Sustaining community: A conversation with Asheville City Council candidate Roberto ‘Bo’ Hess

Roberto "Bo" Hess

Editor’s note: As part of Xpress’ monthlong Sustainability Series, we reached out to all candidates running for Buncombe County Board of Commissioners as well as Asheville City Council. Conversations with those who participated will appear throughout our four April issues.

“My background as a social worker, mental health clinician, community advocate, addiction specialist, law enforcement trainer and professor at WCU equips me with expertise into Asheville’s critical social issues,” Roberto “Bo” Hess told Xpress during the March primary. Hess placed fourth, earning 14% of the overall vote. Come November, this first-time Asheville City Council candidate will be vying for one of three open seats.

Asheville City Council meets on the second and fourth Tuesday of the month at 5 p.m. in the Council chambers located on the second floor of City Hall. The elected body approves the city’s annual budget and determines the tax rate, among other responsibilities. To learn more about Council’s role and authority, visit

Xpress: What misconceptions do community members have about the role of Asheville City Council?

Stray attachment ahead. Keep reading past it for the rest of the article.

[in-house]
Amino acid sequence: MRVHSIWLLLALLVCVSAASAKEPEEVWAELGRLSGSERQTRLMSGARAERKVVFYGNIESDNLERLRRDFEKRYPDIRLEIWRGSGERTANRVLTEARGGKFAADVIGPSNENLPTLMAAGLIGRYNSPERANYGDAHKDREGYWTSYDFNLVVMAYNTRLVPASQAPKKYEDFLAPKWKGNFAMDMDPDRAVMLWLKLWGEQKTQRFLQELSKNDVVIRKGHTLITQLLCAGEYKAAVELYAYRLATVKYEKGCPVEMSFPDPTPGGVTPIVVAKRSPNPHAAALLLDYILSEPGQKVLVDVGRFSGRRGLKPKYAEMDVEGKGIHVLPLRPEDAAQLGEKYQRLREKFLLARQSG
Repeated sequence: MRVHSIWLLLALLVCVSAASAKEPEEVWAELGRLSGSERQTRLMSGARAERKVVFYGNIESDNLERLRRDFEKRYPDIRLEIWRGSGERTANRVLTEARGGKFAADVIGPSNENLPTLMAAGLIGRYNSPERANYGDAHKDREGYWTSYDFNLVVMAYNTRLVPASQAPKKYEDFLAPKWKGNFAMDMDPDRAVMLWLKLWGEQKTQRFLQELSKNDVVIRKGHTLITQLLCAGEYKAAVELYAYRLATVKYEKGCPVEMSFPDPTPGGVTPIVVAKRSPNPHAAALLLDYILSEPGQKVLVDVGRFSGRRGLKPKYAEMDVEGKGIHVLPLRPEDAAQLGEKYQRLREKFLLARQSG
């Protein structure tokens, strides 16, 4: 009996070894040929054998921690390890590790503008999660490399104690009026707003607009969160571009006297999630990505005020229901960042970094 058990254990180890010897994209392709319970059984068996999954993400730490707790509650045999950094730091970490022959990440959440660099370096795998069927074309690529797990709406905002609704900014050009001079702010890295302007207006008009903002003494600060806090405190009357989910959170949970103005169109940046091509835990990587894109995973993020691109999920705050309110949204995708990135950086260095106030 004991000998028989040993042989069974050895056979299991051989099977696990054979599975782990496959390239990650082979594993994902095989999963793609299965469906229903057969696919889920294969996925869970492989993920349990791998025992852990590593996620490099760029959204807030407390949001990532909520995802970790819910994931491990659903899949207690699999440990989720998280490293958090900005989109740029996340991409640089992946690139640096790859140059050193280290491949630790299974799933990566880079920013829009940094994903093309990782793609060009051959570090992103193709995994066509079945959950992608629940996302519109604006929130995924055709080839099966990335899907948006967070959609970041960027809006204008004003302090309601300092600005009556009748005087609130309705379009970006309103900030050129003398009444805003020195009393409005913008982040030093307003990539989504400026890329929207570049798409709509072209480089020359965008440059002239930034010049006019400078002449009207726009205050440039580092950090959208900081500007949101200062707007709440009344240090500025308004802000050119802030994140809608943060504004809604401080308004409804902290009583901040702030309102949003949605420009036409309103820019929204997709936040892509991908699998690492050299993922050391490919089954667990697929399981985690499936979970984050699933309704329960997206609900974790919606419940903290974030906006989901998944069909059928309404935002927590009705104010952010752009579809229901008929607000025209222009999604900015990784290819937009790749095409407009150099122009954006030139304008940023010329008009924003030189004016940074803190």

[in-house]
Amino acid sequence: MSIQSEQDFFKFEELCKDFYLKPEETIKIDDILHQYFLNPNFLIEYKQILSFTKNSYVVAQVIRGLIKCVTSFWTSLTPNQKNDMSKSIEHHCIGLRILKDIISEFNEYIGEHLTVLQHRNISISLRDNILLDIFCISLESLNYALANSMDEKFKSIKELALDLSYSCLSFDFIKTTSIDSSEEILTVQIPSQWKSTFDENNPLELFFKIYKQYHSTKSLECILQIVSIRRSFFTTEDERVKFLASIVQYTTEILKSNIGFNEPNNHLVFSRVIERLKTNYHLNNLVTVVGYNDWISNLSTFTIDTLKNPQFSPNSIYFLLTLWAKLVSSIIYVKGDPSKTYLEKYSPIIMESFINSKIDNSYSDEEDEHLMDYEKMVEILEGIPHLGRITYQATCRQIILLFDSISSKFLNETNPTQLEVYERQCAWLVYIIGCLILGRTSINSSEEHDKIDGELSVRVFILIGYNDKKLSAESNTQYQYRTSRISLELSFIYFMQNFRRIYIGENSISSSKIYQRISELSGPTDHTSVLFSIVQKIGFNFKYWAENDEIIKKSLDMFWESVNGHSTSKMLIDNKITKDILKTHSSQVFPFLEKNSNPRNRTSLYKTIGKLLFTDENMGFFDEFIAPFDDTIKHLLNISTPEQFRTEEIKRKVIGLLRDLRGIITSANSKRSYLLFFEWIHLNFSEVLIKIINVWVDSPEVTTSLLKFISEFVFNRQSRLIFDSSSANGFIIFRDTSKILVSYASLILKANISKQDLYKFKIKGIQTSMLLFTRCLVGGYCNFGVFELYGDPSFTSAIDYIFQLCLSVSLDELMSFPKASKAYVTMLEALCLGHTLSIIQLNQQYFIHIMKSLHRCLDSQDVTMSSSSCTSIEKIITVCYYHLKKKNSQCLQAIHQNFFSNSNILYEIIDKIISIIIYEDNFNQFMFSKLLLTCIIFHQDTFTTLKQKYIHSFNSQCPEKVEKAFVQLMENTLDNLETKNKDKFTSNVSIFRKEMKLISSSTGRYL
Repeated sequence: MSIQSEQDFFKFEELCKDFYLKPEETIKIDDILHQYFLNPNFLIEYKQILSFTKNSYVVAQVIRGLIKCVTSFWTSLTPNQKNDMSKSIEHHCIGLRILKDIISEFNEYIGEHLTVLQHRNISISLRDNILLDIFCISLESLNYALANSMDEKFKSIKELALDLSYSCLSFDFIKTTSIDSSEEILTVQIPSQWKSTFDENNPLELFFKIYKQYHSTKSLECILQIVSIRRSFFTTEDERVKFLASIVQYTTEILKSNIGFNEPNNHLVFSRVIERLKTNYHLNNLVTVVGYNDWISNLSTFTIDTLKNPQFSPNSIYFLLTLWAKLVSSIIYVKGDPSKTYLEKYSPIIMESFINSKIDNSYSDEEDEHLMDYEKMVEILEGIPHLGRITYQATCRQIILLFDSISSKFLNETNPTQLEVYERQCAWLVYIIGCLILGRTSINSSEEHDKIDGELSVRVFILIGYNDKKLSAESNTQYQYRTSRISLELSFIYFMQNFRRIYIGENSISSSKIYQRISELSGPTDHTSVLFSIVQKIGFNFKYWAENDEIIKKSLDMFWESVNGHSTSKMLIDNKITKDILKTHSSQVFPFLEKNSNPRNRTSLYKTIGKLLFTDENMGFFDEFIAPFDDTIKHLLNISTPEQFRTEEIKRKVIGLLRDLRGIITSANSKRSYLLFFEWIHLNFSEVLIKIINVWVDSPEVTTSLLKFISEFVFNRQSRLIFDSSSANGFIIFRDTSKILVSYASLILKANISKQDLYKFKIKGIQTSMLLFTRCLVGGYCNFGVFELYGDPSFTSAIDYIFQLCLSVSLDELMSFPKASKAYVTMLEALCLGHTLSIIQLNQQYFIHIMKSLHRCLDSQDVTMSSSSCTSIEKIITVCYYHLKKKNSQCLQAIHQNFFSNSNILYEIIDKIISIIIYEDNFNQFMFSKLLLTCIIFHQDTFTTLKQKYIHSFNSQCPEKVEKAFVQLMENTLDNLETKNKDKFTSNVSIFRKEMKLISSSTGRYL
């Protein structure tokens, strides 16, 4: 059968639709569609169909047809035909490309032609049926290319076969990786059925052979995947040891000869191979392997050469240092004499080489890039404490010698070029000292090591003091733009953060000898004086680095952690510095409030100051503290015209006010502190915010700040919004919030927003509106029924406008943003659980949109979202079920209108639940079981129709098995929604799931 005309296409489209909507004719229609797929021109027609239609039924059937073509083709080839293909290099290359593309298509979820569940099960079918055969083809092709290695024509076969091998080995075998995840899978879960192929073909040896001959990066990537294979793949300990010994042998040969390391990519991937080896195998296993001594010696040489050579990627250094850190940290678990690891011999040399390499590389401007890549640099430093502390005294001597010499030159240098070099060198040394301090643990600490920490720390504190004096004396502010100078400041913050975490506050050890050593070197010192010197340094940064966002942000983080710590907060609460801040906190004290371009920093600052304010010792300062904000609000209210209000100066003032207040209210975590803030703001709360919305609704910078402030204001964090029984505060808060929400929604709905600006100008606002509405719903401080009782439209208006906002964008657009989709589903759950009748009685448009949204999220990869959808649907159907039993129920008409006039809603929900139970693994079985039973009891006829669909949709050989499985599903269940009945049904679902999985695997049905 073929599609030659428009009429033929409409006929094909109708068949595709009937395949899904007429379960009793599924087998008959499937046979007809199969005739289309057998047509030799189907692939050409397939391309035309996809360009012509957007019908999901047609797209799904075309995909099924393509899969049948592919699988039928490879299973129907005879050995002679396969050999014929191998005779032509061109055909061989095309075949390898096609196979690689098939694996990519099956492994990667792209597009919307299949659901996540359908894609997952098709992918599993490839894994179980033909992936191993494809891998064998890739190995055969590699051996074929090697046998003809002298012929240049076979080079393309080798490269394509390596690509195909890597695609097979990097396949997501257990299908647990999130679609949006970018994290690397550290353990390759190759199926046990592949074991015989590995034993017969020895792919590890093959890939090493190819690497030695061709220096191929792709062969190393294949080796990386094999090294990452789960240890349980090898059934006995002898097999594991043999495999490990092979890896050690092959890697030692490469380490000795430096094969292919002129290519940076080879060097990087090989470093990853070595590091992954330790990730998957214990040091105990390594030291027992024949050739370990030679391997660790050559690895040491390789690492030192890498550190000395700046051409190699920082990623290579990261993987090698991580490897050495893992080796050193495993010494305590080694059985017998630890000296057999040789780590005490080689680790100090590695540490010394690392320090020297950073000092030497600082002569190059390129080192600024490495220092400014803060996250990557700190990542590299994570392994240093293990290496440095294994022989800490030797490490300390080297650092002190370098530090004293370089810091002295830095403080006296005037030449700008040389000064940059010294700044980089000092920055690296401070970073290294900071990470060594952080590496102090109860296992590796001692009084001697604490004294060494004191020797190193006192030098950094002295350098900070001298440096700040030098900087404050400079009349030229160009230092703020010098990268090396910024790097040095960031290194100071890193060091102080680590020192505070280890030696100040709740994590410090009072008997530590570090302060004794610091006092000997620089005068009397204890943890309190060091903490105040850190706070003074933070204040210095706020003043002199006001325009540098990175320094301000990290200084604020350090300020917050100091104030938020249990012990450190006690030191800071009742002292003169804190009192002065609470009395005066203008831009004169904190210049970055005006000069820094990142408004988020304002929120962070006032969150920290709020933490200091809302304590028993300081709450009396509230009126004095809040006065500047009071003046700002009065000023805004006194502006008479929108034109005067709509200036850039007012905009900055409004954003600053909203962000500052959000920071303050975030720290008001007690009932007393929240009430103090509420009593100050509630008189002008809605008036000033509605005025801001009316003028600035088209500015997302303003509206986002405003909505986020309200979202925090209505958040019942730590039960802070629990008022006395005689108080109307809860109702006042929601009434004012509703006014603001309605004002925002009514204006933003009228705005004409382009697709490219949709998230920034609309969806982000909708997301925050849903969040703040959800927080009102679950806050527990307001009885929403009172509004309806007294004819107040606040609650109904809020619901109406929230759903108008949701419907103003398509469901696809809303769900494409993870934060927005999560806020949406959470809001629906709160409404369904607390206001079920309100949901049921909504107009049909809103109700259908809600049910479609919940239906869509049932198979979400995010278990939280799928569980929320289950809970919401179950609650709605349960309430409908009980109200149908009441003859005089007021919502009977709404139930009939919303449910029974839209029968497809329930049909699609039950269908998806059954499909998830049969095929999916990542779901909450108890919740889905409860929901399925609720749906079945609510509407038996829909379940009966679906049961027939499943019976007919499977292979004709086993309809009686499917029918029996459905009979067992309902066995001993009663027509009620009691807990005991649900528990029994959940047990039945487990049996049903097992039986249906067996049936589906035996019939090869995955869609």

Hess: A common misconception about Asheville City Council is that members are distant from everyday community concerns. In truth, Council members are community members too, deeply invested in Asheville’s well-being. My commitment is to guide constituents to the right resources, addressing their needs effectively. With my background as a social worker and therapist, I possess unique skills to navigate various systems and advocate for solutions. I pledge to be a proactive, empathetic link between the city and its people, ensuring that every voice is heard and every concern is addressed. Electing me means choosing a Council member who not only understands the official duties but also prioritizes the real-life needs of our community, striving to make Asheville a place where everyone can thrive.

What can local leaders do to promote thoughtful community dialogue about complex and difficult topics such as the opioid crisis, crime, housing and health care?

As a leader, I am committed to engaging our community in meaningful dialogue on vital issues like the opioid crisis, crime, housing, and health care. I believe in the power of an engaged community to drive progress and change. Here’s my action plan:

  • Support local journalism: Advocate for in-depth local reporting to inform and educate.
  • Mobile storytelling and listening events: Facilitate shared stories and perspectives across Asheville.
  • Community art initiatives: Promote art as a tool for expression and discussion on complex issues.
  • Accessible town hall meetings: Hold regular, inclusive meetings in person and online.
  • Online engagement portal: Host a space for community feedback and ideas, like the one on my campaign website.

I believe that leaders should be advocates who promote opportunities for a connected community. A leader should empower others to share their stories so that we know who we’re working for each and every day.